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#ThatTranslatorCanCook week 27: Cramique

This week I made Cramique, a fruit bread, or more accurately, an enriched dough or brioche filled with raisins. I discovered it in Belgium, but it’s also eaten in northern France and Luxembourg.

Some cramique recipes I found also included pearl sugar (also known as sugar nibs). However this Belgian site clarifies that cramique is not particularly sweet, with no pearl sugar, whereas craquelin includes this special sugar, and no raisins.


A ‘syrupy’ mess?

My source recipe recommends enjoying slices of cramique either plan or slathered with butter, jam, or ‘syrup’. But what sort of ‘syrup’ are they referring to? A British person might assume golden syrup, while North Americans might assume maple syrup. In reality, it’s yet another Belgian delicacy. Going by the full name of Sirop de Liège, it's a type of jam made from concentrated fruit juices – typically, apples and pears.

How to translate this then? ‘Syrup’ on its own is too ambiguous. We could expand, with ‘fruit syrup’ but this remains unclear and unfamiliar. Meanwhile, using the name Sirop de Liège might encourage the reader to research the term, and hints at the recipe’s authenticity. That said, it isn’t widely available in the UK, so might the British reader be annoyed? Since it’s simply mentioned as a potential topping, rather than a key ingredient, I decided to retain the full French name in the English text.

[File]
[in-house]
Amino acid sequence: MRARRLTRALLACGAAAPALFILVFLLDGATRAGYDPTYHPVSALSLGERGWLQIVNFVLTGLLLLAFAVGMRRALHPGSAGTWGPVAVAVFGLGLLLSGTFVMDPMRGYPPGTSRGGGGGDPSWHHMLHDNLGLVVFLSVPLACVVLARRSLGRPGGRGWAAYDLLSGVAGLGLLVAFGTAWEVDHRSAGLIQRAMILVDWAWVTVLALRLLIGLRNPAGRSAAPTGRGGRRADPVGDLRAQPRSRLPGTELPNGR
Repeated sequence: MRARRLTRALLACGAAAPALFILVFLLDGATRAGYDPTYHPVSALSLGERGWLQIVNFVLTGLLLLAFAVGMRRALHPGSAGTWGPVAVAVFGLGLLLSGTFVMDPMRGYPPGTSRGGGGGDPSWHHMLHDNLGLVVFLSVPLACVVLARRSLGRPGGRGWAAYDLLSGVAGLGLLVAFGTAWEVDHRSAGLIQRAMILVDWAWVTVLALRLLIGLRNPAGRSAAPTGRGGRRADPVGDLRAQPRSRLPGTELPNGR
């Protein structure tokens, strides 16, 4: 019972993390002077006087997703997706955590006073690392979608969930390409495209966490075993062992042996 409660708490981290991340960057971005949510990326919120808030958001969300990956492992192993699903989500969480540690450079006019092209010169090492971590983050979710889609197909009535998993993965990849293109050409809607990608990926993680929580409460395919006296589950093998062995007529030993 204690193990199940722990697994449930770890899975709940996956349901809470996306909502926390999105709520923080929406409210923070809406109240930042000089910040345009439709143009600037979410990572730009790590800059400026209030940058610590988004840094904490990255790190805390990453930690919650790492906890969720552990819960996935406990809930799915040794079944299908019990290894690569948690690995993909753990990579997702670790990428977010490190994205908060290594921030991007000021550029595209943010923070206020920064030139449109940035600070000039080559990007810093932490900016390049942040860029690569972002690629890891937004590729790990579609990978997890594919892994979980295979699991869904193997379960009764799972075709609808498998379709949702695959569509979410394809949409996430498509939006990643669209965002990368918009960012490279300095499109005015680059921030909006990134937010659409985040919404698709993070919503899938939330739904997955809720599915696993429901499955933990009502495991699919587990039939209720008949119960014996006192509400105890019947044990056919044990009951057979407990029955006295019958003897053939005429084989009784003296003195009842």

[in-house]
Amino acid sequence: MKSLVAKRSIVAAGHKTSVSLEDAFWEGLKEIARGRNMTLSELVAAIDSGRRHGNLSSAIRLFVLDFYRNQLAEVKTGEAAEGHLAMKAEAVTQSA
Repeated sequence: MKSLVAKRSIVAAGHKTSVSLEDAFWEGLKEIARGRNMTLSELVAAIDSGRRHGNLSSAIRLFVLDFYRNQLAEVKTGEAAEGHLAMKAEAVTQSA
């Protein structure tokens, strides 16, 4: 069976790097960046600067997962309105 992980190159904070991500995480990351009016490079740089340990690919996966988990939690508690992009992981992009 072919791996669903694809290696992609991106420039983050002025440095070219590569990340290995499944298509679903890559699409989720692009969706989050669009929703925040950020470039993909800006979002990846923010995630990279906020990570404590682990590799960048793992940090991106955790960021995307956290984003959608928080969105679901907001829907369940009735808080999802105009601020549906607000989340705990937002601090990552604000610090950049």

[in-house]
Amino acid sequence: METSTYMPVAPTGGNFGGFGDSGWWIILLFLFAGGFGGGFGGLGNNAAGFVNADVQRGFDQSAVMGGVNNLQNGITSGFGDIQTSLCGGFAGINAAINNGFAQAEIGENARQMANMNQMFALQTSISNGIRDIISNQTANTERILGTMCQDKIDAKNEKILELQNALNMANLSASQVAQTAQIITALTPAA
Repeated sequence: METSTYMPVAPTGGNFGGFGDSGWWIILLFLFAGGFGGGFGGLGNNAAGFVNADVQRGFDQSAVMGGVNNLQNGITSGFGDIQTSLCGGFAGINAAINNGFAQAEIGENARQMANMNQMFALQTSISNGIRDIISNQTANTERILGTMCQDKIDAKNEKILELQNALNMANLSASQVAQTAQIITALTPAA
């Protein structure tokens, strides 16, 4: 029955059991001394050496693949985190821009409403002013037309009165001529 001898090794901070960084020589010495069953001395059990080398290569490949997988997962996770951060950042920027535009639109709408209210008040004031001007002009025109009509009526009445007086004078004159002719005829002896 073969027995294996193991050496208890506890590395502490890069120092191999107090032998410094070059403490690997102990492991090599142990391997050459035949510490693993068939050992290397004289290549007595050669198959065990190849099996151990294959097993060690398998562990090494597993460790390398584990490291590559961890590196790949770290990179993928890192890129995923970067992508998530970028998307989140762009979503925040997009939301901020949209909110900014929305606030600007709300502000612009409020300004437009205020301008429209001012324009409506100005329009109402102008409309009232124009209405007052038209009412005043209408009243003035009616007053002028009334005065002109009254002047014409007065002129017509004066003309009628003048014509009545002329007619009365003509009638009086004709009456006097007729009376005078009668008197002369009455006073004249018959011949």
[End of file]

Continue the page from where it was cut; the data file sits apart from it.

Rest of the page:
‘Family baking’

Serving as introduction to the recipe, is the following sentence:

Un grand classique de la pâtisserie familiale.

(Word-for-word translation: a great classic of family baking)

There is nothing inherently wrong with the above word-for-word translation. However, I believe familiale is used to contrast this with baking and pastries from bakeries. In English, ‘family baking’ might imply baking together as a family, which I don’t think is the intention here (en famille might have been used in that case). Instead, I think a better solution is to use ‘home baking’, a common collocation, and a term which, for me at least, evokes thoughts of warmth, cosiness, and tasty treats.

Baking on a turntable?

My recipe called for the cramique loaves to be baked either in loaf tins, or on platines.

I was a bit stumped by this one. Suggested dictionary translations include: turntable, connector board (i.e. in electronics/computing), and platinum. None of those seemed relevant. CNRTL as usual provided a bit more information, indicating that it can be apply to any manner of objects which provide a flat surface. A google search led me to the bakery Paul’s website where they list a Platine Loaf, which provided the following clues (although poorly translated!):

The Platine bread comes from Flandres. Its name "Platine" would be associated to the mould colour used at that time.

Then I came across this Belgian site selling platines à pain , which look just like a loaf tin. Given this I decided retaining reference to platines was irrelevant for the British audience, and just used ‘loaf tins’.


My recipe was a bit strange, with a few unnecessarily complicated steps, a yield of two (rather large) loaves, and a mistake. I (unintentionally) didn’t follow it to the letter, adding all of the milk rather than just some, and mixing all of the flour with the yeast mixture rather than just some – but I think this just made things easier. The recipe’s mistake was that although sugar appeared in the ingredients list, it wasn’t ever mentioned in the method, so I simply added it to the dough before its first rise.

In spite of these mistakes, everything turned out pretty well. It smelled and tasted divine. And fortunately, my household and my neighbours’ enjoyed it sans Sirop de Liège.

Picture of cooked cramique loaves fresh out of the oven

Baked cramique loaf ready to go to the neighbours

Next time

I plan on making a savoury dish, but we’ll see what takes my fancy in the meantime.

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